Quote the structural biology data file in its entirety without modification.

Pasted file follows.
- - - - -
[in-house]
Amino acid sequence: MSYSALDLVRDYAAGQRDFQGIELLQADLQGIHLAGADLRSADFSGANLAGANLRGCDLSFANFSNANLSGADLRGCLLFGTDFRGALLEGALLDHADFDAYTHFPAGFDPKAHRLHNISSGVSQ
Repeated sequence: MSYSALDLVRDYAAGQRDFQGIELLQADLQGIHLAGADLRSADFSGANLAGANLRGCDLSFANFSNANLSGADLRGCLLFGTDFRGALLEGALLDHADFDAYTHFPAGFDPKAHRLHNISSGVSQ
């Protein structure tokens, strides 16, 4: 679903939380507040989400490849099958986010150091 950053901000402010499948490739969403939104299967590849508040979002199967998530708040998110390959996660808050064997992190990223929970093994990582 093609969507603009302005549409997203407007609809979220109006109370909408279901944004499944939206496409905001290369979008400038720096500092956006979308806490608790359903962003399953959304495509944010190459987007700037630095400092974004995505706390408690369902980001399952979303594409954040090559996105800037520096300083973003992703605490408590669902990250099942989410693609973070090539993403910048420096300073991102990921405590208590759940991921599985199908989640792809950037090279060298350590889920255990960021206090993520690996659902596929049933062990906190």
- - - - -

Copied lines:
[in-house]
Amino acid sequence: MSYSALDLVRDYAAGQRDFQGIELLQADLQGIHLAGADLRSADFSGANLAGANLRGCDLSFANFSNANLSGADLRGCLLFGTDFRGALLEGALLDHADFDAYTHFPAGFDPKAHRLHNISSGVSQ
Repeated sequence: MSYSALDLVRDYAAGQRDFQGIELLQADLQGIHLAGADLRSADFSGANLAGANLRGCDLSFANFSNANLSGADLRGCLLFGTDFRGALLEGALLDHADFDAYTHFPAGFDPKAHRLHNISSGVSQ
């Protein structure tokens, strides 16, 4: 679903939380507040989400490849099958986010150091 950053901000402010499948490739969403939104299967590849508040979002199967998530708040998110390959996660808050064997992190990223929970093994990582 093609969507603009302005549409997203407007609809979220109006109370909408279901944004499944939206496409905001290369979008400038720096500092956006979308806490608790359903962003399953959304495509944010190459987007700037630095400092974004995505706390408690369902980001399952979303594409954040090559996105800037520096300083973003992703605490408590669902990250099942989410693609973070090539993403910048420096300073991102990921405590208590759940991921599985199908989640792809950037090279060298350590889920255990960021206090993520690996659902596929049933062990906190």